In his Inaugural speech, Governor Tom Wolf put the focus on jobs, education and a government that works.
But with a split legislature and a $2 billion budget deficit, Republicans say he hasn’t made it clear how he thinks it will happen.
But on Inauguration Day, Wolf laid out his goals: “As your governor, I will do everything in my power to make Pennsylvania a place where jobs pay, where schools teach, where government works, and where every pennsylvanian can believe in the fundamental notion that our democracy works,” he said.
Democratic lawmakers were energized by the speech.
"Absolutely excited and inspired, I couldn't be more happy to represent York, I couldn't be more happy to call the Wolfs friends, I couldn't be more happy to have Governor Wolf now leading Pennsylvania," says Rep. Kevin Schreiber, (D)-York.
But Republican critics say the speech sounded like a repeat of Wolf's campaign promises, without solutions. Some say they were ready for specific proposals but they didn't get them.
"The idea of spending more on education and ignoring our pension crisis, those are nice things on the campaign trail, but the reality is that money has to come from somewhere," says Matthew Brouillette, President of conservative think tank, the Commonwealth Foundation.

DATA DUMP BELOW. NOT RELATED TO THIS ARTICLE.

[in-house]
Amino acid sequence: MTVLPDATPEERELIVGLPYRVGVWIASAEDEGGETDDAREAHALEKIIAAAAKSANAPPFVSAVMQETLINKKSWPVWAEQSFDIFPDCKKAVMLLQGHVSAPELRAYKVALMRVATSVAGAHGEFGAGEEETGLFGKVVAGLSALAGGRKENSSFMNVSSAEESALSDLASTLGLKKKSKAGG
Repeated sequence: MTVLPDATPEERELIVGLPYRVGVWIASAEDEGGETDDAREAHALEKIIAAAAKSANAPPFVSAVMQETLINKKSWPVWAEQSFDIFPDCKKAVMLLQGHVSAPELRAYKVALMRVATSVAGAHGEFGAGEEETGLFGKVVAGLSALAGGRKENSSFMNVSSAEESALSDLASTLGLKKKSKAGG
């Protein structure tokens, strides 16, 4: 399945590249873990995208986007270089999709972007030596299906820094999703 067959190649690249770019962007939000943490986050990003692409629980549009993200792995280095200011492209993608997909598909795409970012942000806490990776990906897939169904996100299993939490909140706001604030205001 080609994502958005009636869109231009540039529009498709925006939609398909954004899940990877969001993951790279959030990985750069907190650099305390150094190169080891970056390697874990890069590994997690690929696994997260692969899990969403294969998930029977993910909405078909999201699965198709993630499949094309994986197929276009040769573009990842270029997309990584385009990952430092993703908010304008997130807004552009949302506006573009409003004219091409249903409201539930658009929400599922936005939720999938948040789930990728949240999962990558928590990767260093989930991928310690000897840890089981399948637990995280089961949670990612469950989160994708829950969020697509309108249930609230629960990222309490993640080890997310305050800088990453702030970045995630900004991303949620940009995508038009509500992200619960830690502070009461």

Some of Wolf's predecessors say he was right to stay positive in his first official speech.
"It's a very good first step, challenges aplenty, but I thought he set the right tone in his remarks," says former Governor Tom Ridge (R). "Let's face it, the governor has yet to go through his first budget and really know the inner workings of all of the programs, and I think the importance of today was to set a tone on generally where he wants to focus, it was very clear, he set a very positive tone and very important focus."
Former Governor Ed Rendell (D) rejected comparisons that Wolf was a "third-term Rendell."
"Tom Wolf will be his own man, you can guarantee- you can bet your ass on that," says Rendell.